Emilie Davis's Civil War

HomeEducationUnit PlansEmilie Davis's Civil War

Emilie Davis's Civil War

Emilie Davis was a free black woman living in Philadelphia during the Civil War. Her three diaries, written in 1863, 1864, and 1865, highlight her perspective on many important historical moments, such as, the Emancipation Proclamation, Lincoln’s assassination, and the Battle of Gettysburg. Comparing her diaries to other accounts and sources from the same time period will allow students to see the world in which that Emilie lived. As a woman in her early twenties, she was concerned with her personal goals, friends, and daily routines. Yet, layered within those accounts, is a world where racism is still very prevalent and violence is often not far away.

This unit will focus on African American education, the Battle of Gettysburg, and the Presidential election of 1864. These lessons were created by the Memorable Days Project at Villanova University. These lessons work in conjunction with the recent book, Emilie Davis’s Civil War, edited by Judith Giesberg. This book is a transcription, with annotations, of the original diaries. For more information on the diaries, visit https://davisdiaries.villanova.edu/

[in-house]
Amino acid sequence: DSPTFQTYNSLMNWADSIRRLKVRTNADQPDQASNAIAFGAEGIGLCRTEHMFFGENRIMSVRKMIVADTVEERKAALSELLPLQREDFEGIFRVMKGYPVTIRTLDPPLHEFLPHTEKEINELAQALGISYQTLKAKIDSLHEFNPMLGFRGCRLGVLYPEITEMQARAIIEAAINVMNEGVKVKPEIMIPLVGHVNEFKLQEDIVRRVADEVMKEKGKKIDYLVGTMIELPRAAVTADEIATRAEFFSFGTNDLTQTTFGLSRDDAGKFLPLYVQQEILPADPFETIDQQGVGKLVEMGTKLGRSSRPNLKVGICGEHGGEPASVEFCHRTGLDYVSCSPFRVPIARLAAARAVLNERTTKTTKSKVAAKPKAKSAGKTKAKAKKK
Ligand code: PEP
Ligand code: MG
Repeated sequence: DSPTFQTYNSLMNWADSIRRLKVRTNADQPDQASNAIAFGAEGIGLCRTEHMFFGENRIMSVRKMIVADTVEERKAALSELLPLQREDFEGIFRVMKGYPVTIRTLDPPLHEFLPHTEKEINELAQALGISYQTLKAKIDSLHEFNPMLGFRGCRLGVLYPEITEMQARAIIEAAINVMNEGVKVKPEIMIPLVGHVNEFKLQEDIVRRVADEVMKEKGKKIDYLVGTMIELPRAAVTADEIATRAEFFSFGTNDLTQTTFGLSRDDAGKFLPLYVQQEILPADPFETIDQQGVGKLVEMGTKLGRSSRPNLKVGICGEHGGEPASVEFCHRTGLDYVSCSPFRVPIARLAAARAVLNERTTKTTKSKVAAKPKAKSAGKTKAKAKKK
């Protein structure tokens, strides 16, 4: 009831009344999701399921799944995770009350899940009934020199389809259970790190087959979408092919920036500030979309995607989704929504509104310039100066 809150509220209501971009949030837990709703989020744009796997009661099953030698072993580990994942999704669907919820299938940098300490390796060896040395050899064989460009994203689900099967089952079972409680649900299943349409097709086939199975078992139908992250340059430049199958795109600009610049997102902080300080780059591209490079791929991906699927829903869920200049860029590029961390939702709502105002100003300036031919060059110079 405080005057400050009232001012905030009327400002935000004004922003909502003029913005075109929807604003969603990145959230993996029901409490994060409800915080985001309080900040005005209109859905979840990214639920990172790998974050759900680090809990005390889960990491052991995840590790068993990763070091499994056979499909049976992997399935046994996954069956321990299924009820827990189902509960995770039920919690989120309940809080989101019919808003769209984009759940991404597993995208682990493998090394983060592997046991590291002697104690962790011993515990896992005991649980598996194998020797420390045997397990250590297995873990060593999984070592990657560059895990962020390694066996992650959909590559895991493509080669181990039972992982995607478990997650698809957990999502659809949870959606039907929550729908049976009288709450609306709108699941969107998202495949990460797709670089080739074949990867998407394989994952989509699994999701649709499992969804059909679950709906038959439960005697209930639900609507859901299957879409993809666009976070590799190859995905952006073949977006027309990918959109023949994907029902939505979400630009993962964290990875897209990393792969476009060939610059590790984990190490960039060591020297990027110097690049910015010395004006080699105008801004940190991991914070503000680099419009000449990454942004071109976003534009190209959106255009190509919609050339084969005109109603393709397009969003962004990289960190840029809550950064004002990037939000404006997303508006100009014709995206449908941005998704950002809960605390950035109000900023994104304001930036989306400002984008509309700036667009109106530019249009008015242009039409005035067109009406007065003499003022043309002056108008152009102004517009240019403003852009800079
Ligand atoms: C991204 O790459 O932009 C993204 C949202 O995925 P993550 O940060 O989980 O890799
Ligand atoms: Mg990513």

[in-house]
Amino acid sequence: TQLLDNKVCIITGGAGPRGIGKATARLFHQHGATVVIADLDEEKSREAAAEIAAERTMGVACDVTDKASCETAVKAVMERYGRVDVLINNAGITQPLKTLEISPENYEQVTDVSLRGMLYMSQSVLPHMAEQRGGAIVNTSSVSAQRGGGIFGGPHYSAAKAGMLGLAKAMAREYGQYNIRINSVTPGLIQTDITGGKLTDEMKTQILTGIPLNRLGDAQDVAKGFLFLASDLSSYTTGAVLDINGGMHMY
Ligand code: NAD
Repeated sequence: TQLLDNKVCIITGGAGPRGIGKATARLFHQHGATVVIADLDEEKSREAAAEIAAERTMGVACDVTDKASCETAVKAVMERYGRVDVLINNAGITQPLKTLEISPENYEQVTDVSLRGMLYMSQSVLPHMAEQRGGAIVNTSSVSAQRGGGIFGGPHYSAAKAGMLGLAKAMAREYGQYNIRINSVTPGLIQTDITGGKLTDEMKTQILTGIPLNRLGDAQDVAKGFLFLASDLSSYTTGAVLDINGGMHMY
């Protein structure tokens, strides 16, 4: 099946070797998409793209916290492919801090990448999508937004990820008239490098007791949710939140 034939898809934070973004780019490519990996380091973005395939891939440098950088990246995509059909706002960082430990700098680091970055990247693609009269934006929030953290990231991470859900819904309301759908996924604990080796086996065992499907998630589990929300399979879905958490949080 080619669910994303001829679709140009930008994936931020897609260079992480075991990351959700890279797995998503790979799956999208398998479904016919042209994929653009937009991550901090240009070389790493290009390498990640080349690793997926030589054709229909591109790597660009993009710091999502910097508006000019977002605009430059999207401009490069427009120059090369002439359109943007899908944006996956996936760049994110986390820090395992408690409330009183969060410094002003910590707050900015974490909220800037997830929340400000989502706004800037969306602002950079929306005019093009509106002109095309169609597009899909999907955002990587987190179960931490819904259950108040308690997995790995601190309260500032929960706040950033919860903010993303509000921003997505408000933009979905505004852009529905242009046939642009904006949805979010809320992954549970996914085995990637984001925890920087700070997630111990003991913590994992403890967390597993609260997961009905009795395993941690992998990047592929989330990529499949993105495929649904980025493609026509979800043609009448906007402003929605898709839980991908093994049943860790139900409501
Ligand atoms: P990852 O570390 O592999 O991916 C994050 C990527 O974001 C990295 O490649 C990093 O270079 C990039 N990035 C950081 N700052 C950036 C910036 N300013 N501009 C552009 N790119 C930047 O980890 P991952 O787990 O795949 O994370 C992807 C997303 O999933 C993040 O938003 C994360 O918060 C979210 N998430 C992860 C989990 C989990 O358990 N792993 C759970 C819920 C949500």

Topics

19th century
African American
Education
Civil War
Pennsylvania
Philadelphia
Women

Big Ideas

Perspective on Events

Essential Questions

What role does analysis have in historical construction?
Why is time and space important to the study of history?

Concepts

  • Historical skills are used by an analytical thinker to create a historical construction
  • Learning about the past and its different contexts shaped by social, cultural, and political influences prepares one for participation as active, critical citizens in a democratic society.

Competencies

  • Articulate the context of a historical event or action.
  • Contrast multiple perspectives of individuals and groups in interpreting other times, cultures, and place.

End of Unit Assessment

Have students compare and contrast newspaper articles written about Lincoln’s assassination to Emilie’s account of the incident and seeing his coffin.

Philadelphia Inquirer on Lincoln's Assassination

An Assortment of Newspapers on Lincoln's Death

Have the students answer the following questions:

Does her language suggest it is something that impacted her life? Why or why not?

How are the newspapers different from Emilie’s account?